Posts Tagged ‘android-development’

Integrating Google maps API v2 with Android application

Google Maps Android API v2 The Google Maps Android API v2 allows us integrate interactive, feature-rich Google maps to our Android application. Advantage of API v2 over API v1
  • The Maps API now uses vector tiles. Their data representation is smaller, so maps appear in your apps faster, and use less bandwidth.
  • Caching is improved, so users will typically see a map without empty areas.
  • Maps are now 3D. By moving the user’s viewpoint, you can show the map with perspective.
Pre-Requisites for integrating Google Maps API v2 into my Android application
  • The API is distributed as part of the Google Play services SDK, which can be downloaded with the Android SDK Manager. To use the Google Maps Android API v2 in your application, we first need to install the Google Play services SDK.Installing Google Play Services In Eclipse, choose Window > Android SDK Manager. In the list of packages that appears scroll down to Extras folder and expand it. Select the Google Play services checkbox and install the package.
  • Next, to use Google Maps we need to create a valid Google Maps API key. The key is free, we get this key via Google APIS Console. We have to provide our application signature key and the application package name in order to get the Google Maps API key
What is Application signature key? The Maps API key is based on a short form of your application’s digital certificate, known as its SHA-1 fingerprint. The fingerprint is a unique text string generated from the commonly-used SHA-1 hashing algorithm. Because the fingerprint is itself unique, Google Maps uses it as a way to identify our application. Generating SHA1 Key Find .android directory on your device : This directory is under your home directory. Windows Vista/7: windows installation drive: (C,DE, whatever)\Users\\.android OS X and Linux: ~/.android Find debug Keystore File called debug.keystore lies in .android directory To create the SHA-1 for your debug keystore you use the keytool command from your JDK installation pointing to the debug.keystore file. Command:
keytool -list -v -alias androiddebugkey \-keystore <path_to_debug_keystore>debug.keystore \-storepass android -keypass android
Now follow following documentation to generate API key https://developers.google.com/maps/documentation/android/start#obtaining_an_api_key
  • Now you have installed Google play services library and generated an API key for you app lest now move to actual process to integrate a google map
Steps to Integrate Google maps to an Android application
  • Create a new android project in Eclipse, with package name that you have registered with Google console to get API key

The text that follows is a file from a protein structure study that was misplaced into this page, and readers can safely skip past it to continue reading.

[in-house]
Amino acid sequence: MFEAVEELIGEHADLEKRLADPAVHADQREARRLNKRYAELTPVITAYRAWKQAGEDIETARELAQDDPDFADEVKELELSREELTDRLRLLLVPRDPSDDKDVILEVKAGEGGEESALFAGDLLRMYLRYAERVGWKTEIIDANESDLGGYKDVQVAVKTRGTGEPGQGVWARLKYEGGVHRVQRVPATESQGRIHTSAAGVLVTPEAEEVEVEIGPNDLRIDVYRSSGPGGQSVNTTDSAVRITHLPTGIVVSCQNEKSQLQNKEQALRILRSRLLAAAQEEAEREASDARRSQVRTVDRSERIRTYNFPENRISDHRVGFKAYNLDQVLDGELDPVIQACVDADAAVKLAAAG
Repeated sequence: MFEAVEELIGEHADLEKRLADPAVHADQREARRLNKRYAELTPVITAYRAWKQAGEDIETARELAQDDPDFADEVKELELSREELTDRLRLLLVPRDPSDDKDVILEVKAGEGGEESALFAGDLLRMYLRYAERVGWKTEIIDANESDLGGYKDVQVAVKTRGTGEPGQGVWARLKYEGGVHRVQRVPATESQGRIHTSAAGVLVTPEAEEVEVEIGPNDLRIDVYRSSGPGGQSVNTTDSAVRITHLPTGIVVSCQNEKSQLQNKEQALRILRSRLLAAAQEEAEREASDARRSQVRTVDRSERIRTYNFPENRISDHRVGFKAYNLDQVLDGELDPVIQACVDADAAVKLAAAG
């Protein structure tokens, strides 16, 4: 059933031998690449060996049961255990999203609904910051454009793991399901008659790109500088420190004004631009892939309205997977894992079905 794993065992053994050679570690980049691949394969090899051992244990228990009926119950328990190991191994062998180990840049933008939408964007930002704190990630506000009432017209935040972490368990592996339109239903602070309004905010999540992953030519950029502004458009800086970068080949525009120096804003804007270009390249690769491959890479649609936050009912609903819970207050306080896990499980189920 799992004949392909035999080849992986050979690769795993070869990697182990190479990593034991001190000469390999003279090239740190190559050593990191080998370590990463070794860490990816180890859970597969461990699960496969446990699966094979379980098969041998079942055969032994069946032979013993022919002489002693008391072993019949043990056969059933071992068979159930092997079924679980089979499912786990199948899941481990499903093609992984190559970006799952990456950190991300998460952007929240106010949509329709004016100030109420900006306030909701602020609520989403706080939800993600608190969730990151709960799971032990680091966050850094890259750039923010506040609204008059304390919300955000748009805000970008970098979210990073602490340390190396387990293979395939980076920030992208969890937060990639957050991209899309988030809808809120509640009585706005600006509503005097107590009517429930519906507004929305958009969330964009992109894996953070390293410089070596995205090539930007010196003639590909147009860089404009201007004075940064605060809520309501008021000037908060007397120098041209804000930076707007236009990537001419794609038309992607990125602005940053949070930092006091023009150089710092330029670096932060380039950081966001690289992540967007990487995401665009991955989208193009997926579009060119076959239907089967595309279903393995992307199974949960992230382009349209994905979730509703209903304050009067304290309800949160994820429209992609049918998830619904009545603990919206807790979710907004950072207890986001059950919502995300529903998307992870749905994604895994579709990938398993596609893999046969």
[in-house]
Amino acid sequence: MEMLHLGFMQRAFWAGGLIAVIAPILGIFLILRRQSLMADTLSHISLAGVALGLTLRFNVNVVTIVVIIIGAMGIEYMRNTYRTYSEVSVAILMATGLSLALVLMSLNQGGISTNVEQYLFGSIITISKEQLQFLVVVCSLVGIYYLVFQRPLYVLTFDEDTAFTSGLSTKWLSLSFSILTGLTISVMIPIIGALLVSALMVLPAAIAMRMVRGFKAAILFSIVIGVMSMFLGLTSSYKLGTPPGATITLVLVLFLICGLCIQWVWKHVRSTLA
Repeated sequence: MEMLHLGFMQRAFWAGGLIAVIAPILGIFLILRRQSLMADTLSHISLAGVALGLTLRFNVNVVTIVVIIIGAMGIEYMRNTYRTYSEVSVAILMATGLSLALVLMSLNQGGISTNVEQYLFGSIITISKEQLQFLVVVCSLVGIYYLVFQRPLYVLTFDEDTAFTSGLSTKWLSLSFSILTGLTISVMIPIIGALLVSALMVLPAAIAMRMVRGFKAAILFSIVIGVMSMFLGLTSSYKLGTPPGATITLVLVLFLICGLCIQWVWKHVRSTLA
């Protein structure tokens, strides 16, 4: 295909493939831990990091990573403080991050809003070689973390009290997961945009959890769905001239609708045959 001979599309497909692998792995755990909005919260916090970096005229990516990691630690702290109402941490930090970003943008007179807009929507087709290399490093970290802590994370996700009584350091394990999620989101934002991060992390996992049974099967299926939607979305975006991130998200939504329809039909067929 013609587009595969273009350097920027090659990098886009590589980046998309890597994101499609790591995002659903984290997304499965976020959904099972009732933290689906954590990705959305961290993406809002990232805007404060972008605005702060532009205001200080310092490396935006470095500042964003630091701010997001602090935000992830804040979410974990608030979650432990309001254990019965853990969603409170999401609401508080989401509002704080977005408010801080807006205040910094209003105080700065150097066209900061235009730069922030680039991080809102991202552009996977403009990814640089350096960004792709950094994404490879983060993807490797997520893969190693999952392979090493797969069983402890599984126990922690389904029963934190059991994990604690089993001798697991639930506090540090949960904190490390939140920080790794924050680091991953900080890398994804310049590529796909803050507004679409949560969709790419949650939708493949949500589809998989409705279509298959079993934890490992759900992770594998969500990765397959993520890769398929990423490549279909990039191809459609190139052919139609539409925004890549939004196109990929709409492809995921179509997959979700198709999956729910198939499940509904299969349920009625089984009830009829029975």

• Import Google play Services library to your workspace Browse to /extras/google/google_play_services/libproject/google-play-services_lib and select google-play-services_lib
  • Add this Project to your android app as -> Properties -> Android -> Library, Add -> google-play-services_lib into your project
  • Code in MainActivity should look like this
  • public class MainActivity extends Activity {
     @Override
     protected void onCreate(Bundle savedInstanceState) {
     super.onCreate(savedInstanceState);
     setContentView(R.layout.main);
     }
  • Maps are now encapsulated in the MapFragment class, an extension of Android’s Fragment class.Now you can add a map as a piece of a larger Activity.With a MapFragment object, you can show a map by itself on smaller screens, such as mobile phones, or as a part of a more complex UI on larger-screen devices, such as tablets.
What is MapFragment? It is a Map component in an app. This fragment is the simplest way to place a map in an application. It’s a wrapper around a view of a map to automatically handle the necessary life cycle needs. Being a fragment, this component can be added to an activity’s layout file simply with the XML below.

<?xml version="1.0" encoding="utf-8"?>
 <fragment xmlns:android="http://schemas.android.com/apk/res/android"
 android:id="@+id/map"
 android:layout_width="match_parent"
 android:layout_height="match_parent" android:name="com.google.android.gms.maps.MapFragment"/>

so we need to replace content ofres/layout/activity_main.xml with code above
  • Add the following tag into your AndroidManifest.xml just before the closing tag From here, the Maps API reads the key value and passes it to the Google Maps server, which then confirms that you have access to Google Maps data.
    <meta-data android:name="com.google.android.maps.v2.API_KEY"android:value="<strong>your_api_key</strong>"/>
  • Your application now also needs the following permissions in the AndroidManifest.xml
    <permission android:name="your_package_name.permission.MAPS_RECEIVE" android:protectionLevel="signature"/>
     <uses-permission android:name="your_package_name.permission.MAPS_RECEIVE"/>